My Hodgkin's Lymphoma

My Cancer Journey

Testing, Testing and Then Some More Testing!

Ugh, after our first appointment at Hematology Oncology Associates (HOA) it was time to start scheduling the needed appointments. The round of Chemo I am taking is apparently hard on the lungs and the heart so an Echo Cardiogram as well as a Pulmonary Function Test and a PET Scan were scheduled.

July 25th was a super busy day. It started at 8:30 am where Matt and I went into HOA for some Chemotherapy Education. This was basically 90 minutes of being told how much chemo is going to suck ass. I mean, I knew going in it was going to suck, but there is nothing quite like hearing you are going to be sick, constipated, tired, have diarrhea, mouth sores, more tired, more misery for 90 minutes. This was also the day I found out I had to break up with Advil. Ibuprofen is my drug of choice. It works, it works well. Tylenol is for babies, and that’s about all I get to use now. We ended that appointment by walking into the chemo room. Standing there and looking is a lot different than being a patient in there, but I’ll get to that later.

After the Chemo education class we killed a short amount of time and then went over to the nicest hospital ever. Seriously, it had valet parking. I almost felt like I was walking into a fancy pantsy hotel instead of a hospital. We signed in, showed the insurance and then I was off to the Echo. Talk about boring. Laying in a dark room while a tech who is about 12 puts the doppler all over my boobs while my husband sat in the room. Yeah. Weird. I’d say that took about 45 minutes, and I was never so glad to be done. He was having trouble getting a good picture of one part of my heart and pulled in reinforcements, great, MORE people looking at my boobs! Turns out he had a good picture and we were ready to go to the pulmonary function test.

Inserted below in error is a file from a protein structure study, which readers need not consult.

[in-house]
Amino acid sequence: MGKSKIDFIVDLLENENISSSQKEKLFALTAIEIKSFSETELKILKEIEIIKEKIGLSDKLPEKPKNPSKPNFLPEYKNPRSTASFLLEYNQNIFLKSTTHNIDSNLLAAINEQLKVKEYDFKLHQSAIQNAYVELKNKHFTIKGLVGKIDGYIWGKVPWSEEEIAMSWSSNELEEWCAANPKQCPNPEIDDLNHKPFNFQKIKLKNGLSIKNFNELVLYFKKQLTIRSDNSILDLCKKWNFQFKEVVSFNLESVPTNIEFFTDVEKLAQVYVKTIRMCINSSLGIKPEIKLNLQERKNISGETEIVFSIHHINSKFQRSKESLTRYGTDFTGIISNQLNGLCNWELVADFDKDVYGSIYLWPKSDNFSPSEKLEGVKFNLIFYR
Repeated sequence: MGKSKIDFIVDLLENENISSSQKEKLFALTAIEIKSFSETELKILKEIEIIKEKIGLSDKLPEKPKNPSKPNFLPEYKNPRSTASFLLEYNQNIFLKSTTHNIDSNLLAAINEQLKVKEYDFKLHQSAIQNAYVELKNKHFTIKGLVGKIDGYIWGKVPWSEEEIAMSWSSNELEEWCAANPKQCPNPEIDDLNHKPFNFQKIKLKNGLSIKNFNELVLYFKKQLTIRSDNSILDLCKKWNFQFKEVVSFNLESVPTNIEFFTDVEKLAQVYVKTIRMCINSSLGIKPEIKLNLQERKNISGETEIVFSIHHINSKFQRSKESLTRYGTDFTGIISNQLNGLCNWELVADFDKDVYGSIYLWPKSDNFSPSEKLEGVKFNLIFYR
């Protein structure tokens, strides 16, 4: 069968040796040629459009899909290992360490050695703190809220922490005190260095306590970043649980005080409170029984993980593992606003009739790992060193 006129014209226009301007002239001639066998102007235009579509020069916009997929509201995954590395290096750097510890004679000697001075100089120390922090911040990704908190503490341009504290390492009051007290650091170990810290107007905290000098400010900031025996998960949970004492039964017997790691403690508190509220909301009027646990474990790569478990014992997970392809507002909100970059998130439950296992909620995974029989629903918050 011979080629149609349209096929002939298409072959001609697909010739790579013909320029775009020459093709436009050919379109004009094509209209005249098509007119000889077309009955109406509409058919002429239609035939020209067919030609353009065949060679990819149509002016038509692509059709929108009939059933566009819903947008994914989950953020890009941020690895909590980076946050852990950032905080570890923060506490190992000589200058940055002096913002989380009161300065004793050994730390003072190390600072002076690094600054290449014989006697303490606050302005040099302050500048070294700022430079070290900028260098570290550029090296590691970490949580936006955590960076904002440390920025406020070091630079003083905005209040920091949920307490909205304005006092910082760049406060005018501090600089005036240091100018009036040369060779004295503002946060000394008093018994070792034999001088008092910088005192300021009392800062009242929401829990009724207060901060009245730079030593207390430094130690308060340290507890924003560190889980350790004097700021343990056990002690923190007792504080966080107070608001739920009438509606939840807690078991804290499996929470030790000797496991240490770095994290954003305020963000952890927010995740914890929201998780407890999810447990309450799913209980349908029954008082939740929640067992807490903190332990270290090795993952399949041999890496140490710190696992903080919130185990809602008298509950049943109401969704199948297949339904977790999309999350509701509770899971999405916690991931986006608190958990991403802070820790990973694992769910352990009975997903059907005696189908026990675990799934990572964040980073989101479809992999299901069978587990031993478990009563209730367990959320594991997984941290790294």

The pulmonary function test was so weird. I have to say that, that the experience was fun and scary at the same time. The RN who ran the test was training an RN student and it was her last patient and last day (they get a three day crash course) and they were both so fun. I mean, you come in this room and they have you put your mouth over a giant snorkel and breath. I cheated once. You aren’t supposed to break contact with the giant snorkel but you’re expelling every ounce of breath you have, and well, it’s hard! OOOPS. 

The next part came was pretty funny. They put me in the little clear glass box, put the nose clamp on made me push my hands on my cheeks while breathing in and out very fast. I kept laughing. The guy would say, “This is serious” and I would laugh. Finally I had to tell him to stop saying serious because it was pushing me over the edge. I managed to get through the test at that point.

After the two tests were done I had to receive an Albuterol treatment for 8 minutes. The student gave me the breathing treatment stuff, and she put the pulse and 02 monitor on, just for policy and started the treatment. I’d say about 3 minutes in I have to cough. Then, I have to cough again. hmmmm. The guy who was overseeing the test got pretty serious, pretty quick and took the albuterol away and made me take some big deep breaths. Apparently Albuterol and I are not set up to be BFF’s forever. It made my 02 drop and my pulse jump way high. Yeah, sort of scary considering it’s supposed to help you breathe.

After that, we continued the rest of the test and it was pretty uneventful, but I felt pretty lightheaded and loopy for awhile after that. I even accidentally scratched Matt’s truck with m purse. Sorry, babe!

The next morning we headed to another office for the PET Scan. This time, Matt couldn’t come back with me. I went in the room and they got me all comfy in a chair. Then I had an IV Started so that they could easily and efficiently put the radioactive tracer into my blood stream! The guy came in the room with a lead box the he opened and pulled out a radioactive green syringe with a quarter inch of lead wrapped around that and said, “This is mostly for my protection rather than yours.” Yeah right, buddy. Then I sat in the room for 45 minutes all by myself while the tracer made it’s way through my body.

After the time limit was up I went and had the scan. it was 24 minutes of laying still and not moving. It sucks. I mean, it was uneventful, non exciting, and of course since I couldn’t move, I had tiny itches all over my body. 

The only nice thing about that was we were done with testing for the day and piddled around a little bit after eating a breakfast. We just didn’t hang out too much since I was radioactive and needed to avoid pregnant women and children for the next six hours. So I just didn’t feel right meandering around while I was possibly glowing! 

Next up I’ll tell you about the Port placement, but that was a week later, so I’ll do that in it’s own blog!

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